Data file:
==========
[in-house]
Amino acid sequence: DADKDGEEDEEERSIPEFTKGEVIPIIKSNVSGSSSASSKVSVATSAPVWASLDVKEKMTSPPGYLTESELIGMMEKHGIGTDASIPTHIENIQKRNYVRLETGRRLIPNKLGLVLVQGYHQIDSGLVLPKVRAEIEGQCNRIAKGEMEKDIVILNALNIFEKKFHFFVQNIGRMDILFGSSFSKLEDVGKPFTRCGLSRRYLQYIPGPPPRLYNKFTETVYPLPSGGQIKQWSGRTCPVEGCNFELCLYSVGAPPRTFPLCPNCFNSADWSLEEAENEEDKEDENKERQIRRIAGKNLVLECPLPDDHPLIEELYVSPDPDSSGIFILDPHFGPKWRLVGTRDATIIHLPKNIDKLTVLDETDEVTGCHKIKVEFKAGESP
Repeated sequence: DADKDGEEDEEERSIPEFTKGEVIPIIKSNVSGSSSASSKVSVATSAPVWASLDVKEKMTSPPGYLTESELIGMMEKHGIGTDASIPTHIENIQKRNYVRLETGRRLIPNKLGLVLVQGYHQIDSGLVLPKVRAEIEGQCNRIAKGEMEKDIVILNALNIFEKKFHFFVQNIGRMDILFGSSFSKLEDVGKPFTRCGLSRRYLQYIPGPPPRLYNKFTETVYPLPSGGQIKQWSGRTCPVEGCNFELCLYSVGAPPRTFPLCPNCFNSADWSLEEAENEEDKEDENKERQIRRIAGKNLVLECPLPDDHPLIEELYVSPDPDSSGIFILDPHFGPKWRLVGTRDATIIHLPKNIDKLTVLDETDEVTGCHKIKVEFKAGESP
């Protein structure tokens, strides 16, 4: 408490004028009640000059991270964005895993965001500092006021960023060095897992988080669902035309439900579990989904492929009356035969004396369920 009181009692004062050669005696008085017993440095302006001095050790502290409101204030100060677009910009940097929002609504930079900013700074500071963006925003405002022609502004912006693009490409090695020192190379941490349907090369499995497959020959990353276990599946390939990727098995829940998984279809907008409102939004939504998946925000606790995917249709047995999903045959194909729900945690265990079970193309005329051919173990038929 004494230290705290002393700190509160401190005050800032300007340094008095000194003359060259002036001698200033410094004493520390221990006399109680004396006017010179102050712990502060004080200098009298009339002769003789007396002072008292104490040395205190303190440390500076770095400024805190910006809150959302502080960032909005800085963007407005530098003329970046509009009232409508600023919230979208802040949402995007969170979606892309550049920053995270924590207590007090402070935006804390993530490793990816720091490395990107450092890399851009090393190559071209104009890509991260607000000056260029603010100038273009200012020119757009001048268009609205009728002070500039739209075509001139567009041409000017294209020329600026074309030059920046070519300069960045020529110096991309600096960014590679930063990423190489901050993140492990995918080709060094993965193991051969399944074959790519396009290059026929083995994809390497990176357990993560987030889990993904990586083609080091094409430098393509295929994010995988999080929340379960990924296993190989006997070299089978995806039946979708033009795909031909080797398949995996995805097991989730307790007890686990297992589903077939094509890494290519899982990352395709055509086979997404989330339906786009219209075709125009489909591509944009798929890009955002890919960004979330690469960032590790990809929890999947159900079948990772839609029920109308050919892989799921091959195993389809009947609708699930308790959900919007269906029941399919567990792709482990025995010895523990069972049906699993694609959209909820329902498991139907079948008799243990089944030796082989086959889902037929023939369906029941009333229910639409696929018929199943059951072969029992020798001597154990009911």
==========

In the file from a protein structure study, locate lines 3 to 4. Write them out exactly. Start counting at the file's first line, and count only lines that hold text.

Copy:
Repeated sequence: DADKDGEEDEEERSIPEFTKGEVIPIIKSNVSGSSSASSKVSVATSAPVWASLDVKEKMTSPPGYLTESELIGMMEKHGIGTDASIPTHIENIQKRNYVRLETGRRLIPNKLGLVLVQGYHQIDSGLVLPKVRAEIEGQCNRIAKGEMEKDIVILNALNIFEKKFHFFVQNIGRMDILFGSSFSKLEDVGKPFTRCGLSRRYLQYIPGPPPRLYNKFTETVYPLPSGGQIKQWSGRTCPVEGCNFELCLYSVGAPPRTFPLCPNCFNSADWSLEEAENEEDKEDENKERQIRRIAGKNLVLECPLPDDHPLIEELYVSPDPDSSGIFILDPHFGPKWRLVGTRDATIIHLPKNIDKLTVLDETDEVTGCHKIKVEFKAGESP
């Protein structure tokens, strides 16, 4: 408490004028009640000059991270964005895993965001500092006021960023060095897992988080669902035309439900579990989904492929009356035969004396369920 009181009692004062050669005696008085017993440095302006001095050790502290409101204030100060677009910009940097929002609504930079900013700074500071963006925003405002022609502004912006693009490409090695020192190379941490349907090369499995497959020959990353276990599946390939990727098995829940998984279809907008409102939004939504998946925000606790995917249709047995999903045959194909729900945690265990079970193309005329051919173990038929 004494230290705290002393700190509160401190005050800032300007340094008095000194003359060259002036001698200033410094004493520390221990006399109680004396006017010179102050712990502060004080200098009298009339002769003789007396002072008292104490040395205190303190440390500076770095400024805190910006809150959302502080960032909005800085963007407005530098003329970046509009009232409508600023919230979208802040949402995007969170979606892309550049920053995270924590207590007090402070935006804390993530490793990816720091490395990107450092890399851009090393190559071209104009890509991260607000000056260029603010100038273009200012020119757009001048268009609205009728002070500039739209075509001139567009041409000017294209020329600026074309030059920046070519300069960045020529110096991309600096960014590679930063990423190489901050993140492990995918080709060094993965193991051969399944074959790519396009290059026929083995994809390497990176357990993560987030889990993904990586083609080091094409430098393509295929994010995988999080929340379960990924296993190989006997070299089978995806039946979708033009795909031909080797398949995996995805097991989730307790007890686990297992589903077939094509890494290519899982990352395709055509086979997404989330339906786009219209075709125009489909591509944009798929890009955002890919960004979330690469960032590790990809929890999947159900079948990772839609029920109308050919892989799921091959195993389809009947609708699930308790959900919007269906029941399919567990792709482990025995010895523990069972049906699993694609959209909820329902498991139907079948008799243990089944030796082989086959889902037929023939369906029941009333229910639409696929018929199943059951072969029992020798001597154990009911």